I’m sitting in my studio looking out my window at the sparkling sunshine glinting off the cars parked in my driveway. Wait, something is missing; my driveway! Where is my driveway? Normally the concrete stretches out almost to the street. But not today! Today it is buried underneath a layer of pine needles. Ah yes, the reason it is called “Fall” is plain to see.
I know, Fall officially starts in September and ends in December, but at my house Fall occurs during two weeks in the middle of November when the pine forest that is my yard gives up this year’s crop of needles that will soon be harvested my by yard guy.
Yes, I have a yard guy, he doesn’t visit year round but he is a life saver when the going gets rough and the pine needles get deep. For one thing, I am not allowed to climb the ladder to my roof. Although, I miss the opportunity to get up there and clean off the roof in the solitude of a Fall afternoon, I think it is probably for the best that I don’t scramble over the edge of the roof anymore. Funny thing that, when I was a kid, I used to jump off the roof of my house in Florida. I did it once off my house here in South Carolina, in a universe far away and a time long ago. But I had to pick the lowest corner of the house and the softest landing spot in the yard.
It always took me longer than necessary to clean off the roof. I was never in a hurry. I enjoyed the time aloft looking down at my neighborhood, enjoying the view that I got to see only once yearly. It reminded me of the time when I wished I could fly as a young Superman wannabe. I envisioned flying slowly at treetop level, close above the verdant branches, taking it all in as I wound my way through limbs and branches. Being on the roof took me there again every year. You would think that all those years spent teaching flying would have scratched that itch, but this is different. Flying an airplane was all science, speed and altitude. The kind of flying I wanted to experience was, slow, lyrical and a total fantasy. But being on the roof got me there, almost.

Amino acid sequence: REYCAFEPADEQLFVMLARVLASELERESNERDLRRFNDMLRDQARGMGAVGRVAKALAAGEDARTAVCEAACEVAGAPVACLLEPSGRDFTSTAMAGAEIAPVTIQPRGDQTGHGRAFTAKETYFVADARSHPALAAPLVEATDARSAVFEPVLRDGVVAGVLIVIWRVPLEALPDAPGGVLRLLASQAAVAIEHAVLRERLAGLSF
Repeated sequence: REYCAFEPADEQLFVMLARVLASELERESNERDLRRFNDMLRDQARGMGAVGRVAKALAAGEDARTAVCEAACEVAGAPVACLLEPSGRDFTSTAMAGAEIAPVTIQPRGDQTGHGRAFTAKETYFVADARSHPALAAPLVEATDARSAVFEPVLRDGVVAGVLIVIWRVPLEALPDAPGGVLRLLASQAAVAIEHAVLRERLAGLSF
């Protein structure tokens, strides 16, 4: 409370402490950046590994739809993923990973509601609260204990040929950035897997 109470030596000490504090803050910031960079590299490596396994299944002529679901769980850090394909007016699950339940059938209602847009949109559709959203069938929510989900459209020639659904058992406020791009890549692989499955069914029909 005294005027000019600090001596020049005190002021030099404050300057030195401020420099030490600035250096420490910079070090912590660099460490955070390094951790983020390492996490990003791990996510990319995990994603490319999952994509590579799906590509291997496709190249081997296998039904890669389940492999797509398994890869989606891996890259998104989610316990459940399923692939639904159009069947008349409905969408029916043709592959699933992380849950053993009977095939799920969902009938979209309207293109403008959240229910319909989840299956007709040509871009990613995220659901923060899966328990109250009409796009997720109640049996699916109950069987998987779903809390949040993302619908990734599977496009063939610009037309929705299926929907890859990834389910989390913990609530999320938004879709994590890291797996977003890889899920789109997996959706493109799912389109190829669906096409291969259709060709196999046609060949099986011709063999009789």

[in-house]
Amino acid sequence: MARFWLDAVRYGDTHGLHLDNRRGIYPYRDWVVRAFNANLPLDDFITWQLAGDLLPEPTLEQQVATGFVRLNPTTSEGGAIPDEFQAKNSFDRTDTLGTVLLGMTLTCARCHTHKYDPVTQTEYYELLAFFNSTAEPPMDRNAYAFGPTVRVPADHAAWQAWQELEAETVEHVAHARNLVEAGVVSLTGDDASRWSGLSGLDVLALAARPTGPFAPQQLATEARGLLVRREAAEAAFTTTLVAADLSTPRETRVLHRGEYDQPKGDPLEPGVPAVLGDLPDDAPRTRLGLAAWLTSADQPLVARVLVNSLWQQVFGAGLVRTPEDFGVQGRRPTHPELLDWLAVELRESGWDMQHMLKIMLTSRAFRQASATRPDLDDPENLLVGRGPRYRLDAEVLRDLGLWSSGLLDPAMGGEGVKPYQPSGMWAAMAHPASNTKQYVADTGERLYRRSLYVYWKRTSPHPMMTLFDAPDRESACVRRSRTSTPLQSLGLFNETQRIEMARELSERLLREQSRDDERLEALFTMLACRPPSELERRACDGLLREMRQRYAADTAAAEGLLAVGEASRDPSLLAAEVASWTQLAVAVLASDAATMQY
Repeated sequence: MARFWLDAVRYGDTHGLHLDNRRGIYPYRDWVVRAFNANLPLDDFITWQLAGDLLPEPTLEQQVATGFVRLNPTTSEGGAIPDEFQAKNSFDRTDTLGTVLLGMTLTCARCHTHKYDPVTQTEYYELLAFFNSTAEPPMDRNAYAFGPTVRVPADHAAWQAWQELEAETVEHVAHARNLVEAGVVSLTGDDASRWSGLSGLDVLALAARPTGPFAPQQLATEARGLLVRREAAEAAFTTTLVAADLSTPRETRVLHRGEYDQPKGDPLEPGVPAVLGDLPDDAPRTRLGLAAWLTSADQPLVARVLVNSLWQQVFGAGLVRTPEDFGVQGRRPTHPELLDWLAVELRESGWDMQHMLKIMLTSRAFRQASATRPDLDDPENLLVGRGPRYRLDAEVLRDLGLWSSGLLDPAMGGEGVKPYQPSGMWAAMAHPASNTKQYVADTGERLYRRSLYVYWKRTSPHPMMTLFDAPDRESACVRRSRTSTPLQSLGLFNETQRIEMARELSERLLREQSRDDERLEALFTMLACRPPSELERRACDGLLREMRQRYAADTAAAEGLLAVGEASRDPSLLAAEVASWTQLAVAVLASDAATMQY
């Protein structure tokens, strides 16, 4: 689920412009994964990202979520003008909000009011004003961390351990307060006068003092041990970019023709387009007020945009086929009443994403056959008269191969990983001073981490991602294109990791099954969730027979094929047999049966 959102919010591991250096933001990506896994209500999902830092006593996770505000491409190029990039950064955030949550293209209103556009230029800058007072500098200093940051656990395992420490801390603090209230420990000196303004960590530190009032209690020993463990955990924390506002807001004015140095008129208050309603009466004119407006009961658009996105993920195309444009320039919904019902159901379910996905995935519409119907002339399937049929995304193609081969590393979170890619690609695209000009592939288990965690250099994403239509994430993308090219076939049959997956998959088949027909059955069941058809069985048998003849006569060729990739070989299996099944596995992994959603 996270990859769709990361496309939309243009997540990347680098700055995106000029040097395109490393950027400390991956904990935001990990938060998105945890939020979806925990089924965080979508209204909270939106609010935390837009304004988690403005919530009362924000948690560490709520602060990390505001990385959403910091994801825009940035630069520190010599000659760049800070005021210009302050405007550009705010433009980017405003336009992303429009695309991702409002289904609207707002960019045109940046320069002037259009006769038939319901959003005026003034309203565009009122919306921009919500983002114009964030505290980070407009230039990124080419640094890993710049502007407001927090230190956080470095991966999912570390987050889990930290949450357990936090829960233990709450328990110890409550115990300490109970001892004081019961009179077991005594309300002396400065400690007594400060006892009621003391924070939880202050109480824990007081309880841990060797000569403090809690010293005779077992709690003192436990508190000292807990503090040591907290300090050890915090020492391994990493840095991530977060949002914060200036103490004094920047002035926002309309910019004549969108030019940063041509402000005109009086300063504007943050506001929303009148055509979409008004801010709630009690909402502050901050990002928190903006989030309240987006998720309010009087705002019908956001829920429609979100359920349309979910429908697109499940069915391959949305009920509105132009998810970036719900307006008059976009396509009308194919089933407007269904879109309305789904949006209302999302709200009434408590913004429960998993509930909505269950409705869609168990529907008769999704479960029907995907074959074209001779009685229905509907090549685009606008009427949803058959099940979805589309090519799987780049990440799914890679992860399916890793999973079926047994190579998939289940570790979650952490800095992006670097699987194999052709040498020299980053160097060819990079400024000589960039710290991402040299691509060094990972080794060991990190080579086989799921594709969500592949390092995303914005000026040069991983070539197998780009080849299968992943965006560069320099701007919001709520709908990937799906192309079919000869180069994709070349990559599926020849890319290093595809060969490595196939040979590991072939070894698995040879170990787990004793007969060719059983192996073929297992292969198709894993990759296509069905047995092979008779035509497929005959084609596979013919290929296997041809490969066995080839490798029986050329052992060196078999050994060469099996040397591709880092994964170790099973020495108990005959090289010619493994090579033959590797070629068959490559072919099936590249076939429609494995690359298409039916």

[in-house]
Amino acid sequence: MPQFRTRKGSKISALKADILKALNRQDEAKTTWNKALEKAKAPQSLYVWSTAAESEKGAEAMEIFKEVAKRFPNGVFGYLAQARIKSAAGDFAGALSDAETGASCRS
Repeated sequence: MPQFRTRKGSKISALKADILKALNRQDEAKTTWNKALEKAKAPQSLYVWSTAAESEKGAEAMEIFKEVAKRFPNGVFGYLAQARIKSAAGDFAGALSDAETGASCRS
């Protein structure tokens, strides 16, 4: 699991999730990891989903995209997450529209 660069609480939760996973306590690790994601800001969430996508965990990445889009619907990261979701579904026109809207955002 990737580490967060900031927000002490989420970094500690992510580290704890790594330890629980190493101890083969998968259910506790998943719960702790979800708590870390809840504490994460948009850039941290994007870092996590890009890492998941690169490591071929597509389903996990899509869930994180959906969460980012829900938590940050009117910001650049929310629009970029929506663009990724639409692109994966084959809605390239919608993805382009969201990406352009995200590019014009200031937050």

Then there was the mysticism of the rake. I must admit that I hated yard work as much as the other guy, but there was something about standing in a shaft of Fall sunlight in cool, crisp air smelling the scent of earth and grass recently released from a shroud of pine needles. Often, I would have the radio on listening to the football game or my favorite tunes. It was almost a magical time. At lease looking back on it, it seems that way. Time flew by. And in my younger days, I didn’t pay for it the next day in the form of aches and pains.
So, in a few weeks, once the needles have fallen for the year, I’ll give my yard guy a call and let him and his crew make the yard look good for Thanksgiving. After he is gone, I’ll step out on the front porch, sit down on the steps, take a deep breath and enjoy the moment of being in a newly raked yard on a sunny and cool Fall afternoon. Oh MY!